Stef (firecat) wrote,
Stef
firecat

Stef's Rants 2005 series #1 "body image"

Requested by sistercoyote

This seems to be more a disconnected series of small thoughts about body image than a rant per se.



When people (probably especially women) think of body image, and when they think of their bodies, it seems to me that they tend to think first and foremost about what their bodies look like to other people. Why don't more people think first about their bodies in terms of how they work? In the end, shouldn't it be more important that your senses are capable of delivering pleasure to your brain than that your shape is capable of delivering pleasure to someone else's brain? Shouldn't it be more important to you that, even if parts of your system aren't working as well as they used to or never were entirely right, the rest of you does function and lets you do what you can do, lets you be who you are?

In one fat acceptance book I read, I learned that some fat people who feel good about themselves tend to have an internal body image (in the sense of how their body looks) that is smaller than their actual body is. Normally, psychologists say that having a distorted body image is bad, but the author says that this is a good thing because it allows these people to go out and be active in society without feeling extremely different from other people.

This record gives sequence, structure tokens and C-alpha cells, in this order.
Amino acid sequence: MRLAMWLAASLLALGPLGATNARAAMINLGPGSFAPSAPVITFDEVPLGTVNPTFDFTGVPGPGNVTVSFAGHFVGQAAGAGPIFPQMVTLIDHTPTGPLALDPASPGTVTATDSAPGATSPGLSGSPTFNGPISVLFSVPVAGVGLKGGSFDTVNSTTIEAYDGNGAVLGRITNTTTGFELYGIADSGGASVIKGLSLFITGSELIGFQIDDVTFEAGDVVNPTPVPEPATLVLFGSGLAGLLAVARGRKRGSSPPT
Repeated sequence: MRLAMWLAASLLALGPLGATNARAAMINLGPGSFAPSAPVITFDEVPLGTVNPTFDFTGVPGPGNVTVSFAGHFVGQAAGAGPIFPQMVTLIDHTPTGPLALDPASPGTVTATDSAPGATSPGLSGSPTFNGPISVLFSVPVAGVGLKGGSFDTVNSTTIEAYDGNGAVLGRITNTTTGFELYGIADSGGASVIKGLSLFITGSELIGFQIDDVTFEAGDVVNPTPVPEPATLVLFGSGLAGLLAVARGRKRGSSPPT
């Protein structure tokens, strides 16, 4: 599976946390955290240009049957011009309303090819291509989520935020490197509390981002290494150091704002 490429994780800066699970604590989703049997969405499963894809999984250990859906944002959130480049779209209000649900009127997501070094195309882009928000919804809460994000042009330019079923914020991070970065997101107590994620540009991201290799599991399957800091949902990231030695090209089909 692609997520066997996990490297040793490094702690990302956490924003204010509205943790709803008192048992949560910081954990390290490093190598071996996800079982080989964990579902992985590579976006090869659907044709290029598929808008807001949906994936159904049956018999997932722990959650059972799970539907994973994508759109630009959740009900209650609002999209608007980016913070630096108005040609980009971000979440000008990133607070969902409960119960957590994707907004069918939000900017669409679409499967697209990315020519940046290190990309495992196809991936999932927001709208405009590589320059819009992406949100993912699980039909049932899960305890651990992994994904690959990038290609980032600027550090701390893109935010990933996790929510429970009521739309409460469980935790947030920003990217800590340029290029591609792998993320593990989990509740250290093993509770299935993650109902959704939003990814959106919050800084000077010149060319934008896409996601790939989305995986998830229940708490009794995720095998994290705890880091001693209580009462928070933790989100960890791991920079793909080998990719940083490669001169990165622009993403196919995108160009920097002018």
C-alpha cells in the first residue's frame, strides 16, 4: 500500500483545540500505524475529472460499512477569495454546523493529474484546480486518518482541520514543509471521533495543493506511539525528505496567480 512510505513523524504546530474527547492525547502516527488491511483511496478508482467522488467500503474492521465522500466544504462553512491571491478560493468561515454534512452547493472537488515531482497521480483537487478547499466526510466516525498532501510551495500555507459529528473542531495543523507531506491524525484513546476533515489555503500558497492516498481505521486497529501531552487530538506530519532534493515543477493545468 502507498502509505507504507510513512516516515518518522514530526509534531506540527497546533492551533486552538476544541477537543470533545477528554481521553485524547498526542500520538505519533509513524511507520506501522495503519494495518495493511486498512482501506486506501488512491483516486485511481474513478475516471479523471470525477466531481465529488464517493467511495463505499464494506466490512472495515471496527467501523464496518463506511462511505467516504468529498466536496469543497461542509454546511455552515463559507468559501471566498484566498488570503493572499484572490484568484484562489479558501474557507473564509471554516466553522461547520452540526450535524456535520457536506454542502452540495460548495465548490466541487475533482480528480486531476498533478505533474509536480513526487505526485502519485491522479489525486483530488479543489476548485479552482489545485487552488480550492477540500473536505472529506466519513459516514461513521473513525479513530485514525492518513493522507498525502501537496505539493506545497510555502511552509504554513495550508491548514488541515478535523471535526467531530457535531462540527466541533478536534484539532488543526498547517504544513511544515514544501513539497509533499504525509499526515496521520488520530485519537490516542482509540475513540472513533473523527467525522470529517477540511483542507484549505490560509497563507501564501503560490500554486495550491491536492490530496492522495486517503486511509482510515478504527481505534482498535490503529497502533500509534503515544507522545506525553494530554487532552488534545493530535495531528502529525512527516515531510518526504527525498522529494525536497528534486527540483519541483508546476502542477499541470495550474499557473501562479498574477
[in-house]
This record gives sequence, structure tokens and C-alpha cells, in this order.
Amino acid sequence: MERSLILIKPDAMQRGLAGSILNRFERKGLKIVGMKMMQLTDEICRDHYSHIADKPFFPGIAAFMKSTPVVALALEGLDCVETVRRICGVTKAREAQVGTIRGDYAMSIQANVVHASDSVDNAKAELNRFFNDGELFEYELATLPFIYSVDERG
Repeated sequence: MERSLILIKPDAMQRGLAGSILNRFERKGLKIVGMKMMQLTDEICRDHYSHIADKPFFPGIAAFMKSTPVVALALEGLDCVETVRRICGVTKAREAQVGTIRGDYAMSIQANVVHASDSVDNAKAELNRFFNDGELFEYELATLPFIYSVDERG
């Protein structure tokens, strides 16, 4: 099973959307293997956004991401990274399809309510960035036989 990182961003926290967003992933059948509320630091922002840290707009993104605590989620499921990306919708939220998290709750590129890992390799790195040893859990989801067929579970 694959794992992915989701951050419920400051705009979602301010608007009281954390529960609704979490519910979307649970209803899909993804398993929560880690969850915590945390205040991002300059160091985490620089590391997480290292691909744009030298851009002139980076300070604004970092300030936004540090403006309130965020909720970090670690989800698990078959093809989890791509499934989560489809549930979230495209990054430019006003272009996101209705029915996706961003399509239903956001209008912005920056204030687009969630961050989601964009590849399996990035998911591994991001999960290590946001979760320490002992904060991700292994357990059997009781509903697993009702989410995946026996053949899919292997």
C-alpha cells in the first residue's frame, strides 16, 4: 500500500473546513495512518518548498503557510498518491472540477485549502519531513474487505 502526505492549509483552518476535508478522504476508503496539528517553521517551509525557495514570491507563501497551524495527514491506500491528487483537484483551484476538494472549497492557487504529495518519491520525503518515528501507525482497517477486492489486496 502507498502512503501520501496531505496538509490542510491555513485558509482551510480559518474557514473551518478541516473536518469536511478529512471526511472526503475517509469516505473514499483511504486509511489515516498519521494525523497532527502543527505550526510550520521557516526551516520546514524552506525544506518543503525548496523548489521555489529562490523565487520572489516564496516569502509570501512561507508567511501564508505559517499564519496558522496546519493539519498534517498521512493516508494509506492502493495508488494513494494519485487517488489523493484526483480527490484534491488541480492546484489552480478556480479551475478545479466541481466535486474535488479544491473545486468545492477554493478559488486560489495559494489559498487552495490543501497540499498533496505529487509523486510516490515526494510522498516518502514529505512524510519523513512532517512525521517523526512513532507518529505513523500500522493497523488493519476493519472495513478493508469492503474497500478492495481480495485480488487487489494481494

I really don't understand the increase in plastic surgery among entire subcultures of well-to-do and not-even-that-well-to-do (it's not just for movie stars any more) folks. My favorite movie critic, Roger Ebert, looks like he has recently had a bunch of plastic surgery. To my eye, he looks really unnatural now. I just don't understand what people get out of artificially smoothing themselves.

I watch too many nature shows on TV. Sometimes when they're talking about a herd animal and about how they tend to push out herd members that are different because the herd instinct is uncomfortable with individuals that don't blend in, I think that human beings are herd animals. We make little groups and push out everybody who looks different. And from an individual psychology point of view, it seems very easy to be utterly terrified of feeling different from everybody else. (Note that feeling different from the mainstream, but having a set of people who share your values or traits, is not the same thing as feeling different from everybody, and it's the latter that I think is terrifying to a lot of people.)
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